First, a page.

A.J. pitched for the Pirates in 2012 and played a key role in helping them make the playoffs.  I watched him pitch several times and he really had everything working!  I have no idea why he did not stay with Pittsburg, but he made it clear he only wanted to play for a team as close to Pennsylvania as possible, and he preferred to play in the National League.  That meant he didn’t want to play for Baltimore.

So why was I hoping AJ would not end up with the Nats?  Because of the shockwaves it would send through the Nats system that prides itself regarding the excellent job it does in developing talent from WITHIN!  Though the Nats have their top four starting pitchers (Strasburg, Zimmermann, Gonzales, and Fister) all set, they have a healthy competition going for the fifth spot from among several young arms who have come up through the Nats minor-league system.  I’m talking about Ross Detwiler, Tanner Roark, and Taylor Jordan.  All three had stretches in 2012 as the fifth starter where they performed like they truly BELONGED in that role.  Roark was arguably the best pitcher on the team over the August-September period!  So while the above “drama” was going on I was thinking “don’t mess with success.”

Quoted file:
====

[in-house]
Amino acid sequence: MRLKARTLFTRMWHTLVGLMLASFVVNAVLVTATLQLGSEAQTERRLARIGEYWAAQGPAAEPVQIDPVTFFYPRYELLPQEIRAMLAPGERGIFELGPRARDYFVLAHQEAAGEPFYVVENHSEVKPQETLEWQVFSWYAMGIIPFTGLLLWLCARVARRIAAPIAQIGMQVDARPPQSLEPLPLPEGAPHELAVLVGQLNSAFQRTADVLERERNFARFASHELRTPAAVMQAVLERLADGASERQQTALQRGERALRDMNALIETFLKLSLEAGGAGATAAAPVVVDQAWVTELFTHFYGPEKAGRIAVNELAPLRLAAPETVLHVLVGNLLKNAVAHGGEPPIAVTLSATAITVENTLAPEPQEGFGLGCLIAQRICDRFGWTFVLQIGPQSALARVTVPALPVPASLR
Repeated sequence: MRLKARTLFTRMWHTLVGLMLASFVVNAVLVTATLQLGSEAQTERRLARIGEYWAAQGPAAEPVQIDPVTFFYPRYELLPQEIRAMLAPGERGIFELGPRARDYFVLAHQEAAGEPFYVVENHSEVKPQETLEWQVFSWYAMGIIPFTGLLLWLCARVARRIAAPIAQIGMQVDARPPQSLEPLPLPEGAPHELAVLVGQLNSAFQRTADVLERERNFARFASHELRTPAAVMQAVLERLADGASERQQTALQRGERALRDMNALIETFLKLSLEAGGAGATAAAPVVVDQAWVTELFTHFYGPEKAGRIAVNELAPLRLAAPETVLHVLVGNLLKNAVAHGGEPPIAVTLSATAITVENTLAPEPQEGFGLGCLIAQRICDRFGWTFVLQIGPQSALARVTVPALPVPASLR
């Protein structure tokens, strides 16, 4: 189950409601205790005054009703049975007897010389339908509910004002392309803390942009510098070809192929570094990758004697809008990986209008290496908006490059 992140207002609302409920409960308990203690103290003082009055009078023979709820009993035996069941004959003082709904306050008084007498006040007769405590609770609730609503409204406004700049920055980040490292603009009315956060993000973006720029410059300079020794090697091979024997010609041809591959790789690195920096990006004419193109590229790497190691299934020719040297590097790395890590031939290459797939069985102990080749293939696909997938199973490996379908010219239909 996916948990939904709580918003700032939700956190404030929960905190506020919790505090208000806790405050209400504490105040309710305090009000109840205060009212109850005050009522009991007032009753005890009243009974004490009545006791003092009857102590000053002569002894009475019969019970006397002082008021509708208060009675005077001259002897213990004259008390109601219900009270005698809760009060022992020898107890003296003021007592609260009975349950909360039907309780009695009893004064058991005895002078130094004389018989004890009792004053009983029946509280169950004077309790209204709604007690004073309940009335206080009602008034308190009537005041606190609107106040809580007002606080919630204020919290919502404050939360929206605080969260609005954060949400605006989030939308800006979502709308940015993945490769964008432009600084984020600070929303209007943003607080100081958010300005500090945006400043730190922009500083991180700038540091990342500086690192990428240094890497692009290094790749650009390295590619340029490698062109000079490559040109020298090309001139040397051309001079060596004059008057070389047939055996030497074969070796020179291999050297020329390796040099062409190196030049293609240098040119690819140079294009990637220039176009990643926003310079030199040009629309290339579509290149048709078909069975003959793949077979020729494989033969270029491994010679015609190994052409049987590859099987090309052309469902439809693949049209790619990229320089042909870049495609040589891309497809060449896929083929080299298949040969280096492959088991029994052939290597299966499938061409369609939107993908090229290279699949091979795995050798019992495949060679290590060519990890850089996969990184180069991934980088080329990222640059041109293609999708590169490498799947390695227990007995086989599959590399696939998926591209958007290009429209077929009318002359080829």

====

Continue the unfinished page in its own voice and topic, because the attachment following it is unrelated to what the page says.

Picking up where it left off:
The 2014 Nationals Bullpen

Pitcher Luis Ayala in 2008 (AP Photo/John Raoux, File)

Pitcher Luis Ayala in 2008 (AP Photo/John Raoux, File)

There’s more good news for the bullpen of the Nationals (Nats); the weakest part of the 2013 roster. Apparently Mike Rizzo is still “wheelin and dealin” trying to continue upgrading. They are rumored to have offered pitcher Luis Ayala a minor league contract. He was with the Nats from 2005-2008, and initially was one of the mainstays of the pen. In his nine years pitching in the majors he has a 3.34 ERA. He was very effective last year for the Atlanta Braves. I think Ayala may have a shot at replacing Ryan Mattheus. Ayala would be the second returnee from the 2005 roster (Jamey Carroll was the first). The 2005 Nats bullpen was excellent, with Ayala usually pitching in the 7th or 8th inning for a “HOLD.”

I think all they need is another utility player/pinch hitter.